In epithelial cells, Cdc42 and Rac1 control the formation and function of the AJ and TJ (Lozano et al., 2003). During formation of intercellular contacts, cadherins cluster at the plasma membrane to form spotlike structures, or puncta, at the end of thin actin cables that extend from the puncta toward the cortical F-actin cytoskeleton (Vasioukhin and Fuchs, 2001). These primordial adhesions (PAs), which contain components of both the AJ and TJ, are subsequently assembled in beltlike AJs and TJs. This process is accompanied by reorganization of the cortical actin cytoskeleton and establishment of cell polarity. In mammalian epithelia, the Par3–Par6–aPKC polarity complex is necessary for the establishment of cell polarity. It localizes to the TJ and regulates its formation and positioning with respect to basolateral and apical membrane domains (Macara, 2004). The polarity complex is recruited to PAs (Suzuki et al., 2002), where it is thought to be activated through binding of active Cdc42 and Rac1 to Par6 (Lin et al., 2000). The subsequent activation of aPKC (PKCζ or aPKCλ/ι) leads to the assembly of TJs, although the exact downstream events are still unknown. Through initial cell–cell contacts, cadherins together with nectins stimulate the activity of Cdc42 and Rac (Yap and Kovacs, 2003), which has been proposed as the cue that activates the polarity complex (Takai et al., 2003). We have previously identified the Rac activator Tiam1 (T-lymphoma invasion and metastasis), which stimulates the strength of intercellular adhesion (Malliri et al., 2004). In this study, we show that Tiam1-mediated Rac activation controls TJ biogenesis and cell polarity by association with and activation of the Par polarity complex in keratinocytes.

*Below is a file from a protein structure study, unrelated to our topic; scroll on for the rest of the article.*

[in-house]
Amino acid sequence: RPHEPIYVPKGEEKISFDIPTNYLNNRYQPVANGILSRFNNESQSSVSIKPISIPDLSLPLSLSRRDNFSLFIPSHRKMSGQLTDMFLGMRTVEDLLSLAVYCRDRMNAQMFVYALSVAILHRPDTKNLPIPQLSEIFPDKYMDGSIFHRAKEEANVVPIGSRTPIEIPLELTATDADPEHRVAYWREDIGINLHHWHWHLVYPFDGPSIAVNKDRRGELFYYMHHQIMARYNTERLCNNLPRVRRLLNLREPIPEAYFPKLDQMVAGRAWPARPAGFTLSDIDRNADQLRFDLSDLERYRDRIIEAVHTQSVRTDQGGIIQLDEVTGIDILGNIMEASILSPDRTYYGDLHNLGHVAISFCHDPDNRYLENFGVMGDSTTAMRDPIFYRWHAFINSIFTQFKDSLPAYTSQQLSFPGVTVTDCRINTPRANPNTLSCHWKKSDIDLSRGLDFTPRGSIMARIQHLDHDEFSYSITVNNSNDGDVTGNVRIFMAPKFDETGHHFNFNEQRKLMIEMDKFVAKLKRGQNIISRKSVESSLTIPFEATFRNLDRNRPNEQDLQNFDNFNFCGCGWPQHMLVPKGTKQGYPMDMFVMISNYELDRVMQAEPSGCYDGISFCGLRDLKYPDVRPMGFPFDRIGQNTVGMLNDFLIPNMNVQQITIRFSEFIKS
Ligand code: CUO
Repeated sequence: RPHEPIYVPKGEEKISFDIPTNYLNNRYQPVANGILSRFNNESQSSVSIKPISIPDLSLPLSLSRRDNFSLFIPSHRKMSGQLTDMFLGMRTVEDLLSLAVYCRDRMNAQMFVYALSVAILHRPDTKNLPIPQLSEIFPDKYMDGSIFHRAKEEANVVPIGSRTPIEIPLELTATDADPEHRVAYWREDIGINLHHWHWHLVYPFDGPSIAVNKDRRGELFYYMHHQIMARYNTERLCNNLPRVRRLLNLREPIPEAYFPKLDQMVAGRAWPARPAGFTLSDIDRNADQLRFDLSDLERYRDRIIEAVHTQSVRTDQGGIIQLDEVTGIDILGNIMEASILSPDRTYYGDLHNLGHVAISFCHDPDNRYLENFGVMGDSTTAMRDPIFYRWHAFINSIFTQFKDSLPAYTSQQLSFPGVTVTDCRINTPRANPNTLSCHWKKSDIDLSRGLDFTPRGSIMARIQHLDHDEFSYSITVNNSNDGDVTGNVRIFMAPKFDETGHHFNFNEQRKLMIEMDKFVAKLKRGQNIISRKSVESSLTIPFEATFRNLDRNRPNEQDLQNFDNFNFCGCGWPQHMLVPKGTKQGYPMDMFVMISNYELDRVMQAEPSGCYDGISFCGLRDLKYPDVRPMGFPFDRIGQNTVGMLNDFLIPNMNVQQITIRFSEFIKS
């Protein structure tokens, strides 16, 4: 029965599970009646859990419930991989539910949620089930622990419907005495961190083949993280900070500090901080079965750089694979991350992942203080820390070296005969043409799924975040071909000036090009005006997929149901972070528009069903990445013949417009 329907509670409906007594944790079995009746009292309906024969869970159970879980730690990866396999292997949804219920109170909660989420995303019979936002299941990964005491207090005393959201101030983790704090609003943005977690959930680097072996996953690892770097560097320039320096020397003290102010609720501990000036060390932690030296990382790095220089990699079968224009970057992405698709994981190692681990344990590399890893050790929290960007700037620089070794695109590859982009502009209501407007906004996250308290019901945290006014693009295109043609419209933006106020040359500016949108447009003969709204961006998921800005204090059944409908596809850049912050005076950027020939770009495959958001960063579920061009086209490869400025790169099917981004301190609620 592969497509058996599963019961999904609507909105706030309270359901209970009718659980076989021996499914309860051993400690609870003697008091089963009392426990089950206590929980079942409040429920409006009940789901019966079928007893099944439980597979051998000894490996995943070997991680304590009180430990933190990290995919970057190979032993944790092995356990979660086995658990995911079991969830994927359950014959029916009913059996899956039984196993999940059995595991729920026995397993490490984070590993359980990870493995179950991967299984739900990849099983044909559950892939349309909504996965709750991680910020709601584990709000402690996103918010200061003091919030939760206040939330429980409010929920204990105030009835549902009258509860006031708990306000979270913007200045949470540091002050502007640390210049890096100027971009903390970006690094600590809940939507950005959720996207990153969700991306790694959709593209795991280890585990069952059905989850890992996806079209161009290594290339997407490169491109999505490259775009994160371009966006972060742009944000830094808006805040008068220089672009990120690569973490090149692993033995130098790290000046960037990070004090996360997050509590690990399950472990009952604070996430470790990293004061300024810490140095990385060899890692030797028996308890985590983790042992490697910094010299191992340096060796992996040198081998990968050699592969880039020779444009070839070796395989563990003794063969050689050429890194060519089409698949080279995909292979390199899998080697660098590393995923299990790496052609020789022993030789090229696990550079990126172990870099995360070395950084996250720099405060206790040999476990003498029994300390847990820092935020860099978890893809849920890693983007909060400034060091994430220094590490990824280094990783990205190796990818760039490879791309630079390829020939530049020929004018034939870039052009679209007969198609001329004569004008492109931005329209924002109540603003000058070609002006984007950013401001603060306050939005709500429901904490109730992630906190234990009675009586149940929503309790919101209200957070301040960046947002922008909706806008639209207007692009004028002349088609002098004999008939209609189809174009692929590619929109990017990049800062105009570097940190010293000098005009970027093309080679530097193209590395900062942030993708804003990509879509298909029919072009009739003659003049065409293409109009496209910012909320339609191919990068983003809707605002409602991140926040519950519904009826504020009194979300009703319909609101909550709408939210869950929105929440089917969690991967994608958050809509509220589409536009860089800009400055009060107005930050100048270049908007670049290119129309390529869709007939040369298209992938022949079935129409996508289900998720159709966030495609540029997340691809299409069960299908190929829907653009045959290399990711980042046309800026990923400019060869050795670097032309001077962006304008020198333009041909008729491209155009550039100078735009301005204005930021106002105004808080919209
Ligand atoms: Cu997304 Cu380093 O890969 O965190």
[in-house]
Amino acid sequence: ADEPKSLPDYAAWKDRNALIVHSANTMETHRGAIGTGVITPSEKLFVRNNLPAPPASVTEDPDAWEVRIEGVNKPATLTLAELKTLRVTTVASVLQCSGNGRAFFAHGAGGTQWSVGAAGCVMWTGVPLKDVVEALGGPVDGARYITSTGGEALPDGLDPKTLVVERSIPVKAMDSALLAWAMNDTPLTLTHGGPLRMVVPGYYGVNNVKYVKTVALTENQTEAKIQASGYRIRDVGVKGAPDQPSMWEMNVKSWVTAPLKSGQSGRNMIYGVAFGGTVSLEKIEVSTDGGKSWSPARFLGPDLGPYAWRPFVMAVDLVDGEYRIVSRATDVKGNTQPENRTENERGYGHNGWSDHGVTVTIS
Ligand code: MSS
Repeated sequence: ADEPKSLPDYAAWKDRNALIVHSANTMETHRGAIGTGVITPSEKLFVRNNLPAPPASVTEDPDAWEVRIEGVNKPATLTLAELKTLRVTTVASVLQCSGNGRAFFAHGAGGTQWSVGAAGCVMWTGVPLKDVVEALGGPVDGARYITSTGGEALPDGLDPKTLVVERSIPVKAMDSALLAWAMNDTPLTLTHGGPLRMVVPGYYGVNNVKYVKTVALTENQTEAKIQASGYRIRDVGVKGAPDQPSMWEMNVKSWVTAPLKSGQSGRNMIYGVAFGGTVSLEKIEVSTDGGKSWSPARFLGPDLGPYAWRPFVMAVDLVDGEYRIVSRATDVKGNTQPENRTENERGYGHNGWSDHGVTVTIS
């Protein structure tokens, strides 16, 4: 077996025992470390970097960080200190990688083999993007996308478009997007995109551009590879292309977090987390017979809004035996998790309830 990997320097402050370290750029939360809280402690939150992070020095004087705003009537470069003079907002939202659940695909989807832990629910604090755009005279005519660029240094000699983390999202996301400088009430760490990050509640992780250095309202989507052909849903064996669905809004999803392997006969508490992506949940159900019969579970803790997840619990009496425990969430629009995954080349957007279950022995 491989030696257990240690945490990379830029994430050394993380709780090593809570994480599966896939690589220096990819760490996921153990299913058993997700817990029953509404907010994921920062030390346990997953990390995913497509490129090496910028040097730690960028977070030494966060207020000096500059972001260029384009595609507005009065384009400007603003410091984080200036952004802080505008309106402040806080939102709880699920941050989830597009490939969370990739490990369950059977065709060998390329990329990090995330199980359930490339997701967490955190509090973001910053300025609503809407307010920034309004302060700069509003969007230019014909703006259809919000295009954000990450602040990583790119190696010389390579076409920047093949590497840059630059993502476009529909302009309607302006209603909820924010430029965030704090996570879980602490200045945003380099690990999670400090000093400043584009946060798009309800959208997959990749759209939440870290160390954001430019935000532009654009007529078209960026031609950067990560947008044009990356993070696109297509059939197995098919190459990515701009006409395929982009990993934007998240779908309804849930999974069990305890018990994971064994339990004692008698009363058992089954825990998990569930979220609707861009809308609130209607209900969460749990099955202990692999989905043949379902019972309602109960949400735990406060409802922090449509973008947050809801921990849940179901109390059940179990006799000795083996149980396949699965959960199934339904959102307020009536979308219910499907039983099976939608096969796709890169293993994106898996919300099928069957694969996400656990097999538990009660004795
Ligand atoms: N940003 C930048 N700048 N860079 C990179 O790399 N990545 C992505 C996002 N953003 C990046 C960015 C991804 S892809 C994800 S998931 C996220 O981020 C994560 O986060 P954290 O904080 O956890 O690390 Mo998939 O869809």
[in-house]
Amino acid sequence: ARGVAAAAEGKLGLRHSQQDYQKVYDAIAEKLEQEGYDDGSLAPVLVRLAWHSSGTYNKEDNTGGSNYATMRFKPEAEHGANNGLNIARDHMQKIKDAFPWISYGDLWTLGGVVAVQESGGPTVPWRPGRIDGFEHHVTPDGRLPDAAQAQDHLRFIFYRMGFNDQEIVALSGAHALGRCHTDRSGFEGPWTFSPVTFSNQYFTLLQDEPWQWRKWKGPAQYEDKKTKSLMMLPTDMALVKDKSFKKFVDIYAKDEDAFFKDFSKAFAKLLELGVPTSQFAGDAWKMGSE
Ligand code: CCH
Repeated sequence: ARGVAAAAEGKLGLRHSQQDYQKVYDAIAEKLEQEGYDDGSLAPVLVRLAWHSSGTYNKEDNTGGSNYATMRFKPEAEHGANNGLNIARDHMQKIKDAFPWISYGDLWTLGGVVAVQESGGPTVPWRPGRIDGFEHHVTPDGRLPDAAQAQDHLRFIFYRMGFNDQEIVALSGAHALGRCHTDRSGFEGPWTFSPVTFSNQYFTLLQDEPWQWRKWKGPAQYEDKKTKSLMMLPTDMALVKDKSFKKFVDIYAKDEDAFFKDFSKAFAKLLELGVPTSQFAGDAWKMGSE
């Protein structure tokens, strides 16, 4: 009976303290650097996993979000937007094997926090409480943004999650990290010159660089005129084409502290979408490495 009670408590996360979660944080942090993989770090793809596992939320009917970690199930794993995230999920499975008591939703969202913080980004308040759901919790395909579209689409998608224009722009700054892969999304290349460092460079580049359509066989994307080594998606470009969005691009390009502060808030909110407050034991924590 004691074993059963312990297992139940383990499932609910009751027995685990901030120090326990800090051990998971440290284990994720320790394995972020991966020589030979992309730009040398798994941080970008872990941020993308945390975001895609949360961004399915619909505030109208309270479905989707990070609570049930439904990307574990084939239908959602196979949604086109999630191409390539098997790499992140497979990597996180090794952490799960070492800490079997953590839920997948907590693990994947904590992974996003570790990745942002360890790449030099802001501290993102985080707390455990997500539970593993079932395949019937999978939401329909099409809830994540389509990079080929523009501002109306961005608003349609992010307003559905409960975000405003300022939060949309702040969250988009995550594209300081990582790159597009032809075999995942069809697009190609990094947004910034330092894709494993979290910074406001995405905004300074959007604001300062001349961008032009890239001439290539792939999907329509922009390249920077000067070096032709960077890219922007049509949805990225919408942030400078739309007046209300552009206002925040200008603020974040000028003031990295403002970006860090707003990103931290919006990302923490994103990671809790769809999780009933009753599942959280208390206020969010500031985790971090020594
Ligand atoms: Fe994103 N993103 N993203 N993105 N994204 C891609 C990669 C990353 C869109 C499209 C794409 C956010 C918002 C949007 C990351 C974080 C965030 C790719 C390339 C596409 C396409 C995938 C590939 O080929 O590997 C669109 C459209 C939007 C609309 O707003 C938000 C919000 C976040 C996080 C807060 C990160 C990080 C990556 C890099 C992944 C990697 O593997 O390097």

Results And Discussion